Cheers to all the marching musicians
Many cheers to the University of Hawaii Rainbow Invitational Marching Band Festival held on Nov. 12 at Aloha Stadium. It was inspirational to watch 18 marching bands' high standards of performance of complex marching routines and music. Hats off to the student musicians and staff who worked many hours to accomplish their goals. Hawaii should be very proud of these marching musicians!
Protect yourself against awful STDs
Chlamydia is something most people seem to ignore. I read in Wednesday's Star-Bulletin that Hawaii is the sixth-ranking state in the rate of chlamydia. More than 1 million cases were reported last year in the nation, the highest number ever. This might be because we are getting better at screening, but still the number is extremely high and we need to act.
Chlamydia is one of the most dangerous sexually transmitted diseases; it can make you sterile. It is hard to see any symptoms but when you do, it is easy to treat.
The government needs to act, it needs to educate teenagers and it needs to make it easy to do a chlamydia test and to get treatment.
But first of all, people need to understand the importance of using condoms. Many people think that chlamydia is something that will never happen to them, but it might, and it could even be worse -- it could be HIV. Come to your senses and protect yourself.
Queen is getting back at ship passengers
In response to Ted Chernin's Nov. 15 letter to the editor ("Who's behind all these cruise ship illnesses?"
"Oh, honest Americans, as Christians hear me for my downtrodden people! Their form of government is as dear to them as yours is precious to you. Do not covet the little vineyard of Naboths (Hawaii), so far from your shores, lest the punishment of Ahab fall upon you, if not in your day, in that of your children, for be not deceived, God is not mocked." -- The curse of Queen Liliu'okalani, 1898.
Elect lawmakers who look out for the people
As both taxpayers and voters, we need to be seen by our elected representatives as investors and shareholders in Hawaii's future. Hawaii has the second-highest tax burden in the United States; if this were a corporation, the more we invest, the more we would get. But instead, our local lawmakers insist on ram-rodding projects down our throat that benefit them more than us.
Every single one of us should feel betrayed by the city's insistence on rail as the sole panacea for traffic and the Legislature's inability to allow us freedom of choice through the development of toll roads, which pay for themselves instead of relying on steadily increasing taxes.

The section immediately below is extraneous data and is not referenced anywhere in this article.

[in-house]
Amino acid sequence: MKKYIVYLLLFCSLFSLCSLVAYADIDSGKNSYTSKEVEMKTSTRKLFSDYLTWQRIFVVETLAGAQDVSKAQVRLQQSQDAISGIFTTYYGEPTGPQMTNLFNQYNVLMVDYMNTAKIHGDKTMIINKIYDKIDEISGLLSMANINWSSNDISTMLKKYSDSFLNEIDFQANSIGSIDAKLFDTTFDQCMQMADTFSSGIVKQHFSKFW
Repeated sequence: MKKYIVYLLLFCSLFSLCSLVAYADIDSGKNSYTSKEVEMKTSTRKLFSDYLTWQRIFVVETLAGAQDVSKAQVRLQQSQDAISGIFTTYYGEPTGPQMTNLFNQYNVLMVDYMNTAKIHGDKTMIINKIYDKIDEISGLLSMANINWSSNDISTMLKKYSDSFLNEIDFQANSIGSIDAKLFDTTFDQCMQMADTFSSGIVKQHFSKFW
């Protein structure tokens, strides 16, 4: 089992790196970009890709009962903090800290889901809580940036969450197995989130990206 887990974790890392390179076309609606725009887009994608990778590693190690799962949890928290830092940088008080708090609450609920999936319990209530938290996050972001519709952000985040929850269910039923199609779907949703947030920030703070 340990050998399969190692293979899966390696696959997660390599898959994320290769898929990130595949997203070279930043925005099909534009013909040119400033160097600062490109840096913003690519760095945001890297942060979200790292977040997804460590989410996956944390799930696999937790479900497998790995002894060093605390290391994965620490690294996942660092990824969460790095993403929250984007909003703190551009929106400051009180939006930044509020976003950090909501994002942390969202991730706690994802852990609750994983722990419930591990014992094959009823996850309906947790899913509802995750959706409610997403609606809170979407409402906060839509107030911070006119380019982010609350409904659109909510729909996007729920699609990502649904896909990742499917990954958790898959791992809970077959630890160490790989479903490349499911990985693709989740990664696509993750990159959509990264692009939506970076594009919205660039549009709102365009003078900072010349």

I for one am tired of having my taxes raised. In 2008, we the people of Hawaii need to change our regime and install leaders who will serve the people and not themselves.
Daniel de Gracia II
With all these strikes, all residents lose
Well, here we go again. It's the old "three strikes, you lose."
» go! Airlines: Their problem is simple. They had the nerve to bring lower fares to our local people, especially when our own local airlines would not do that without outside influences.
» Stryker brigade: on the way out. Shame on them for bringing so much money into the state coffers, then turning around and offering more jobs. And, to boot, protecting us humans from our enemies and securing our freedom.
» Superferry: has to go. It might destroy the environment. Excuse me, didn't our "environment" just take a bite out of a human's leg this month? What about bird poo that contains more than 60 different diseases? The protesters missed Alaska Airlines, which now flies directly from Alaska to Kauai. Are they making all the passengers wash their feet before disembarking? Maybe they wash the airplane's tires before landing, to make sure no outside species sneak in.
The question is not "who's destroying whom," but "who's doing what to whom?" Aren't all of these "special" environmental clubs and groups formulated to save mankind from destruction? It must be time to close my eyes and be proud.
Why are all the nice muumuus so costly?
I'm all for women wearing muumuu -- they're beautiful, comfortable, easy to care for and forgiving of less-than-perfect physiques (Letters, Nov. 14
and Nov. 16
). However, I don't see why the really pretty muumuu should cost more than $100, or even $50.
Make them affordable and I'm sure more women would wear them.